Saturday, May 09, 2015

The Drive

The State of Maine has recently crept back into my consciousness. With a son attending the Maine Maritime Academy, occasional 6-hour jaunts from Stowe to Castine have popped into the GPS of my institutional memory. I know Maine. I went to the University of Maine at Orono, where I lived in Stephen King’s dorm room in Hancock Hall. I learned to hunt deer while staying in Albion Smart’s cabin, the “U-Needa Rest,” on Boyd Lake, in LaGrange. I sold my first short story, “The Deer Men,” to Harry Vanderweide at The Maine Sportsman. I drove a 1977 Chevy Malibu named “State o’ Maine,” after the character of a bear in John Irving’s novel The Hotel New Hampshire. One of my college roommates once said, “Once Maine gets in you, you can never get it all the way out.”

Making the drive from Vermont to Maine again, I was reminded of the state’s diversity: diversity of geography, diversity of weather, and diversity of people. It’s not that the people of Maine are racially diverse; they’re individually diverse. Each resident is a different nation unto himself. But what impressed me the most was the state’s similarity to France.

Americans generally think of France as a single country. But it’s really a collection of regional duchies, consolidated fiefdoms stitched together under the flag of La Republique: Brittany, Alsace, Burgundy, the Alps, Lyon, Paris, the Basques…they all have their own geography, culture, and language. Maine itself was named after a region in France. And to drive through Maine is to be reminded of the differences within its borders.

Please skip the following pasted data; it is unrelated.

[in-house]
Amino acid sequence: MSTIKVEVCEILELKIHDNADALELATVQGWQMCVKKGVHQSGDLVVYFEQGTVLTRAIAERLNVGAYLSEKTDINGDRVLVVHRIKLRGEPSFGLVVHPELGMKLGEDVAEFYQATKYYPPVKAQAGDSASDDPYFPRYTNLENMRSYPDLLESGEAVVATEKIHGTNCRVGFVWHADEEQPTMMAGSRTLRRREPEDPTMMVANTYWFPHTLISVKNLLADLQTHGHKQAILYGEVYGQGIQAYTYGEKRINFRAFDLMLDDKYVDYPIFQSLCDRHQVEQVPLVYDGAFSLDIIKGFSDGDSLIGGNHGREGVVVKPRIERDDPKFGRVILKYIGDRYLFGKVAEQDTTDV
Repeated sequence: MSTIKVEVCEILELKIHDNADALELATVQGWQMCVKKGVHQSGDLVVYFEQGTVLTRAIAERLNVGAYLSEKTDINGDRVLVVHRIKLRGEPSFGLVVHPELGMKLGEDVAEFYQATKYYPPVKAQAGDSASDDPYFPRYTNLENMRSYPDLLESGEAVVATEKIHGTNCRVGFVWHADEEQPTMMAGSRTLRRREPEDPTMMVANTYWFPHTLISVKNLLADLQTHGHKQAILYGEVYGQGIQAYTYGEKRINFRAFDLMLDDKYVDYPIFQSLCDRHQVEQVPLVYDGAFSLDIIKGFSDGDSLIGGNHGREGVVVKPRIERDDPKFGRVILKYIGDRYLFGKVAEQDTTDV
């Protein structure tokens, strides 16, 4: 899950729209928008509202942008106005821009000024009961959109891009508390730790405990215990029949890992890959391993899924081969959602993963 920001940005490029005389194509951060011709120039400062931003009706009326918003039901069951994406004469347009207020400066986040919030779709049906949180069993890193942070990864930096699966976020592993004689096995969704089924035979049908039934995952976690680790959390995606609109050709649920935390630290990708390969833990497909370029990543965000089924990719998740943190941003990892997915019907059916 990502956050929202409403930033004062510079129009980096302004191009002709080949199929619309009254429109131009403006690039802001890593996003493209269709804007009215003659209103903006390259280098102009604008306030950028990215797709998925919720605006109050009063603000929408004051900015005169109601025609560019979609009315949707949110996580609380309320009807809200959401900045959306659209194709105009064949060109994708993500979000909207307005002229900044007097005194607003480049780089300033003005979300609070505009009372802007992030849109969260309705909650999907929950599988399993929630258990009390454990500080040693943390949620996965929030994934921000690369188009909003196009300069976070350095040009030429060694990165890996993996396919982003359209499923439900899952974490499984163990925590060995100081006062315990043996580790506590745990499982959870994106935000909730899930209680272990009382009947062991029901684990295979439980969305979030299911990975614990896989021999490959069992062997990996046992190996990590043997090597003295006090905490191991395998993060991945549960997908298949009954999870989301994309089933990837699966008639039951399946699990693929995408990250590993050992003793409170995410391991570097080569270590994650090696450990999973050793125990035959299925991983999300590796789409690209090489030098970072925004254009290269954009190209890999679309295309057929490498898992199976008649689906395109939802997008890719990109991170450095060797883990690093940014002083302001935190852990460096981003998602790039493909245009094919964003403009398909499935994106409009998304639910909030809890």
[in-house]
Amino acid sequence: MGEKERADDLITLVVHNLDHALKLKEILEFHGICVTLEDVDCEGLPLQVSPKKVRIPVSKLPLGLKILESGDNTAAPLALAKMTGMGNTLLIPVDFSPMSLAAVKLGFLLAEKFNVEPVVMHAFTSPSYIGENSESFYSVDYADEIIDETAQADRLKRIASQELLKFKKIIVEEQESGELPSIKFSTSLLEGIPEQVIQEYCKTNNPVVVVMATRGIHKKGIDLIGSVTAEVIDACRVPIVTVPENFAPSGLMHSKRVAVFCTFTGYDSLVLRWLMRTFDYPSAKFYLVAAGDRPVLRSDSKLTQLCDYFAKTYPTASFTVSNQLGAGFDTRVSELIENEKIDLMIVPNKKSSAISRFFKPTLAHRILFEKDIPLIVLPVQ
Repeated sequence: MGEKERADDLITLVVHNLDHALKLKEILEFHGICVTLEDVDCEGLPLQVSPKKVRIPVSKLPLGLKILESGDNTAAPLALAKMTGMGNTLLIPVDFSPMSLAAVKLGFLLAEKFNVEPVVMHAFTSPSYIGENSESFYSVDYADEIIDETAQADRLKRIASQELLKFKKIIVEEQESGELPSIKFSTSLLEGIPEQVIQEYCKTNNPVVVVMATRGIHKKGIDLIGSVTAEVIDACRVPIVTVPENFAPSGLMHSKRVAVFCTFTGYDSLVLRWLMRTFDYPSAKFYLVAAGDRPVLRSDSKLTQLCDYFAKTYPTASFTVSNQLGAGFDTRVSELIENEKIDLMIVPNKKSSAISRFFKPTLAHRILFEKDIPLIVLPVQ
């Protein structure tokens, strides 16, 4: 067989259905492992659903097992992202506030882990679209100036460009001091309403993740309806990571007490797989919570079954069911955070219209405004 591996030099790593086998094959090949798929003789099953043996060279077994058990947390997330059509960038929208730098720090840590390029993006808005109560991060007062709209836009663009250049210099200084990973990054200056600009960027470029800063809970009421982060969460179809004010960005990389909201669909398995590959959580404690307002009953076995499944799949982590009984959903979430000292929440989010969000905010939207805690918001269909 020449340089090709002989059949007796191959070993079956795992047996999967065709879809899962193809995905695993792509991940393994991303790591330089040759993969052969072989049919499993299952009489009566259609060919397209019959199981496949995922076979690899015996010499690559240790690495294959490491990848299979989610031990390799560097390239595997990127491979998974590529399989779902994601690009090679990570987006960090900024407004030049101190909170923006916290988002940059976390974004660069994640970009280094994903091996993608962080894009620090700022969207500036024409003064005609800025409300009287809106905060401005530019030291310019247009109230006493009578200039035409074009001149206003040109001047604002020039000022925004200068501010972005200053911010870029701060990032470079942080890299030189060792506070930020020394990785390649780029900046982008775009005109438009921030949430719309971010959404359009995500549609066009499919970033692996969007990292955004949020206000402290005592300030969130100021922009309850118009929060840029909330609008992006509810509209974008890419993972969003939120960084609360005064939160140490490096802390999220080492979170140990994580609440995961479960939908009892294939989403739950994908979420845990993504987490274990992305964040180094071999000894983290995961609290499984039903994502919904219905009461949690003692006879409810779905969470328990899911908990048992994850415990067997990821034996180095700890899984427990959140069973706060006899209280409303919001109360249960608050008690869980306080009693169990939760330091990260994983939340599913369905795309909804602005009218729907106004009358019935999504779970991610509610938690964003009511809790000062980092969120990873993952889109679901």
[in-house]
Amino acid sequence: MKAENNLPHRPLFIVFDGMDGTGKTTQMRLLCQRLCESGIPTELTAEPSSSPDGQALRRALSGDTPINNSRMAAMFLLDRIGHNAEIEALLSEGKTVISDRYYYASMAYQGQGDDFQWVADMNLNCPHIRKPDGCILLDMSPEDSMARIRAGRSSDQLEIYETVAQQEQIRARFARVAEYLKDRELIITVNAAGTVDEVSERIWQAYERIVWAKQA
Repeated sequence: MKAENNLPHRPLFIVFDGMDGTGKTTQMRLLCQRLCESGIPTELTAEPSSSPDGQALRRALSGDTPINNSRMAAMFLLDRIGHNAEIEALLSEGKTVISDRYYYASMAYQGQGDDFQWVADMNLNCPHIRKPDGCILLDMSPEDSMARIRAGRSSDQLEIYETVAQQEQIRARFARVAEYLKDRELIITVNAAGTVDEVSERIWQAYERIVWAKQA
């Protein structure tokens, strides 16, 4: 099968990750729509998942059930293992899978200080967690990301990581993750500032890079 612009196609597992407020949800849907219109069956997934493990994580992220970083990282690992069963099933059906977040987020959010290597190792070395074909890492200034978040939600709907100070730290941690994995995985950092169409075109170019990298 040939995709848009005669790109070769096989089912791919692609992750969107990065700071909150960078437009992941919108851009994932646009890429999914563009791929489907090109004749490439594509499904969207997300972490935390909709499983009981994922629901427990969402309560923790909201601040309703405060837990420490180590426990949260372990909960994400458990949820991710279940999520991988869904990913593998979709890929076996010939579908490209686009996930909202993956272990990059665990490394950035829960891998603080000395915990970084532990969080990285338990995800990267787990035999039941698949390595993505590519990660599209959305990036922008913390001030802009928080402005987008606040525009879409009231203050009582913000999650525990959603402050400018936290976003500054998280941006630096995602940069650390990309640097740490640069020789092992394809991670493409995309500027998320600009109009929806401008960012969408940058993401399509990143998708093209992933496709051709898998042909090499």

We enter the state on Route 2, in the western mountains, a boreal place with deceptive peaks that look inviting, but are steeper than their evergreen-cloaked slopes display. Bethel is a place we considered moving to, a mountain town adorned with the quirks of the ski area up the road: plenty of pizza joints, some former manufacturing, lots of lumber, a railroad, upscale digs mixed with quirky guest houses.